Miss Bala (review)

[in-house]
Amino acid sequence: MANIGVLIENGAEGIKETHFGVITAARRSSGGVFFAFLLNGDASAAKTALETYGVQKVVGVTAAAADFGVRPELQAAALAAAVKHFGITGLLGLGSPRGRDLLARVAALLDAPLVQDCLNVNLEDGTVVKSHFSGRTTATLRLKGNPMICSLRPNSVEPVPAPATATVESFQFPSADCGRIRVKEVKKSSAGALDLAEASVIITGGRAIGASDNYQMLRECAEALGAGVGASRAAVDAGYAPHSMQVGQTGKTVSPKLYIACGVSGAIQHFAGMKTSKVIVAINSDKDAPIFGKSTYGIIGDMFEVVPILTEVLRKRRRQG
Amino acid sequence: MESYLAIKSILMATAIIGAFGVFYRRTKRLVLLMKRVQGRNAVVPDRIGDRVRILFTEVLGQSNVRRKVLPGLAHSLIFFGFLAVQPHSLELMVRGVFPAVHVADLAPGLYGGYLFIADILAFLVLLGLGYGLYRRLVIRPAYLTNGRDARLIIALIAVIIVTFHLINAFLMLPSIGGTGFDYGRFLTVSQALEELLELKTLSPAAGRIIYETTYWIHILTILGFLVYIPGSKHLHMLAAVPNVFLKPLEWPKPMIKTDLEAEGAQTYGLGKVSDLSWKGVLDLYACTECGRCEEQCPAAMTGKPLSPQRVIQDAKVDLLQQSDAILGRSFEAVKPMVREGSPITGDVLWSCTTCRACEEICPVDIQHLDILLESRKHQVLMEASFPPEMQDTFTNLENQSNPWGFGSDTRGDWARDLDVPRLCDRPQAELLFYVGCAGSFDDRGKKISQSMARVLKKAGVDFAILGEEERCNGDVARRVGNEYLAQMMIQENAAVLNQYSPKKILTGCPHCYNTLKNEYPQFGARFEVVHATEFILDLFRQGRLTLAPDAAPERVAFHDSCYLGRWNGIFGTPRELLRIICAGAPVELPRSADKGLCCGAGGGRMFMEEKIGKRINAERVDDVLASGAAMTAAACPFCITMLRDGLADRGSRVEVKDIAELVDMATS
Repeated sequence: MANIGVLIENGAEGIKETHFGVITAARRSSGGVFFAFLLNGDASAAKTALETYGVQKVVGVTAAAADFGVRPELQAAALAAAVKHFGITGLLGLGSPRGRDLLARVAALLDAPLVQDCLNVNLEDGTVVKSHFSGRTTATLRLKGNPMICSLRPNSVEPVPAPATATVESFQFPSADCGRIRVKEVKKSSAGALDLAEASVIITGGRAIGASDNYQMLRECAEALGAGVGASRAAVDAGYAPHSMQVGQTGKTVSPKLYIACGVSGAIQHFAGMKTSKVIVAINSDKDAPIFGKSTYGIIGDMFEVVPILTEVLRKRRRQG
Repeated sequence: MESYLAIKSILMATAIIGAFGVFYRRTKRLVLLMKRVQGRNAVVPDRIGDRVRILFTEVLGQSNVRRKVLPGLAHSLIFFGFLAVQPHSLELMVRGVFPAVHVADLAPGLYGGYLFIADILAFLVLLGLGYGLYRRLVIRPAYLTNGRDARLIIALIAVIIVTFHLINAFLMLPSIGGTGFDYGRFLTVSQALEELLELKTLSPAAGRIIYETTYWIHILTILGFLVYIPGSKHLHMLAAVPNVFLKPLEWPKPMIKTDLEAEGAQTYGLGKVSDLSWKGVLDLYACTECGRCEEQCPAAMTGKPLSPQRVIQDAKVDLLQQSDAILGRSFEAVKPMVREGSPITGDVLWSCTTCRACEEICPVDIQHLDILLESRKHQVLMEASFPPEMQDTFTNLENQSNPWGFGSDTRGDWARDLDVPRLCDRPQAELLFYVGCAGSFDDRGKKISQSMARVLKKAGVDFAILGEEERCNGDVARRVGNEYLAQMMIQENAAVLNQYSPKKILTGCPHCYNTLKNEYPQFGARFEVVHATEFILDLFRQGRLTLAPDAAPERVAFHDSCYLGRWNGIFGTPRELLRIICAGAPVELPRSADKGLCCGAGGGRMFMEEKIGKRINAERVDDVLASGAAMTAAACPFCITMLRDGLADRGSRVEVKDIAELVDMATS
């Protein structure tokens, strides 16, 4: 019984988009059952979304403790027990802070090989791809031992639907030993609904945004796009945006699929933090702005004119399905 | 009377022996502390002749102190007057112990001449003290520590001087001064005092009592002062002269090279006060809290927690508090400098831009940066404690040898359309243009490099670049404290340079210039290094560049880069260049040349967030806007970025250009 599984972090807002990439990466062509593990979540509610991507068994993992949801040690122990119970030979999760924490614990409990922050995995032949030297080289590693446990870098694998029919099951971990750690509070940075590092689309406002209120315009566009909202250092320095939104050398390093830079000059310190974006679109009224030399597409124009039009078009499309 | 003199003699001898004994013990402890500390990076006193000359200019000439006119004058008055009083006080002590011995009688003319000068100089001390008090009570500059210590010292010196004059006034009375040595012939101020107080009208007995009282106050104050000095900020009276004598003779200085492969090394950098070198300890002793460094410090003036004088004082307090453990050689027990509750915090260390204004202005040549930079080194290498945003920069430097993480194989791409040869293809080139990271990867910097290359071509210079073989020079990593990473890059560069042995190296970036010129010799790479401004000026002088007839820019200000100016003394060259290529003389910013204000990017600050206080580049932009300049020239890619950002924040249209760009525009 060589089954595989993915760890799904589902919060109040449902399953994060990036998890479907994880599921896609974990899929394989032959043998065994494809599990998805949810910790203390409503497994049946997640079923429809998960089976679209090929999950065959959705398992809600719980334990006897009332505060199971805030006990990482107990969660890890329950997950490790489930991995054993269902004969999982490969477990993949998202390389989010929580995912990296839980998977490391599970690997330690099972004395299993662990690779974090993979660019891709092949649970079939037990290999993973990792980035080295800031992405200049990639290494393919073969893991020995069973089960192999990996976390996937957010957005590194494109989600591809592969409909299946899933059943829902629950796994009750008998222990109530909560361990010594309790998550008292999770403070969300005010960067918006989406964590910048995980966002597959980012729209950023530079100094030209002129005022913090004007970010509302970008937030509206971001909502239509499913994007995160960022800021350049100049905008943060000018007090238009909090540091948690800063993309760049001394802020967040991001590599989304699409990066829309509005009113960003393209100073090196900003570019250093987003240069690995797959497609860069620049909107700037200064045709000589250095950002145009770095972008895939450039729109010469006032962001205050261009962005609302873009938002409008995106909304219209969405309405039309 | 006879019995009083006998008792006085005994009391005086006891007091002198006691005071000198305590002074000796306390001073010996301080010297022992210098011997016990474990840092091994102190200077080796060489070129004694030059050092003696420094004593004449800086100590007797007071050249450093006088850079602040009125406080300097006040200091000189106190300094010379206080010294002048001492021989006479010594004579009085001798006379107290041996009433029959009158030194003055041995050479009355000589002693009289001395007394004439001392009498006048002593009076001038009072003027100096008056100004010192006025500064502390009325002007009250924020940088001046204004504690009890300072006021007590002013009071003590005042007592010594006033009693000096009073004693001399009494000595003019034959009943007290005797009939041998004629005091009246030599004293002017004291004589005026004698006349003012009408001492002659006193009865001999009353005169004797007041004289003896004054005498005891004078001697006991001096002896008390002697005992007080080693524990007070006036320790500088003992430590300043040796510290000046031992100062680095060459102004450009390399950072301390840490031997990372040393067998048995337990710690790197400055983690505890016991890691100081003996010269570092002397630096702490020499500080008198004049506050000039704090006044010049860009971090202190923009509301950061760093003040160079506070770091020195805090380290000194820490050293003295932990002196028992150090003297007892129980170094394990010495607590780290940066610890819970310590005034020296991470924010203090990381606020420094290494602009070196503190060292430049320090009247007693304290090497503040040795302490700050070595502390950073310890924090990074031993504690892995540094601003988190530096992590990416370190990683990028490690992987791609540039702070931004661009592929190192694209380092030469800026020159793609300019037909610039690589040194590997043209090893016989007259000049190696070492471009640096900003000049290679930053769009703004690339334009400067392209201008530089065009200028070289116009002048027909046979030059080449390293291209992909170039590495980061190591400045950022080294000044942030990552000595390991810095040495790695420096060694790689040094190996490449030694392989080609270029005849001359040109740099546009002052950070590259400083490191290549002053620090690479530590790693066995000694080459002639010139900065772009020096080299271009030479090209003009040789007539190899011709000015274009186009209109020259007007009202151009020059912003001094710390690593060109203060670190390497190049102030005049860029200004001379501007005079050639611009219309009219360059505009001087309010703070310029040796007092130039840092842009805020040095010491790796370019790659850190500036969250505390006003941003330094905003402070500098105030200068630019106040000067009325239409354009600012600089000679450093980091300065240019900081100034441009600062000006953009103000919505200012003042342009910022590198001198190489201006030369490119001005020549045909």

It is certainly true that in much of the world and in many circumstances, women are powerless, helpless to control the situations they find themselves enmeshed in at the behest of men. It is true that women are very often pawns in the games of men. But there is a whole lotta frustration to be found in a movie about such a woman forced to play men’s games who doesn’t fight back… not even a little. I would like to believe that up-and-coming Mexican director Gerardo Naranjo (who cowrote Miss Bala’s script with Mauricio Katz) is making some sort of feminist statement in his tale of Laura Guerrero (Stephanie Sigman, who embodies a palpable power in spite of the film she finds herself in), a poor but pretty young woman from Tijuana who dreams of a beauty pageant win to lift her out of her poverty and desperation. From the get-go, however, even her attempts to enter the Miss Baja California contest are thwarted by the rampages of drug lord Lino Valdez (Noe Hernandez), who then co-opts her beauty-queen dreams for his own nefarious purposes. There is a certain power in the ominous feeling the film creates in how, it seems, there’s no way that Laura — or anyone else, up to and including a DEA agent (Jose Yenque) — can play Lino’s game and win, and no way that anyone Lino picks can not play. But there are also moments in which I expected Laura to take a small slice of her destiny into her own hands that failed to come to fruition: there’s one scene in which a gun is so tantalyzingly within her reach, and she fails to take advantage of it; another thing I thought would turn into a subplot about her taking subtle revenge on Lino, by not passing on word of a traitor in his midst, never materializes. Instead, Miss Bala seems to indicate that yup, Laura really is helpless, a complete and utter victim despite her initial spunk. I hate finding myself wondering if Naranjo hopes we’ll find Lino less than entirely evil because he doesn’t rape Laura at the first opportunity he has, and instead waits for a more “romantic” moment. Women’s absolute debasement may be a reality in the world, but it hardly sits well with the kind of film it appears Miss Bala wants to be: one that demands a bit of backbone from its protagonist, instead of a simple lack of objection to being a punching bag.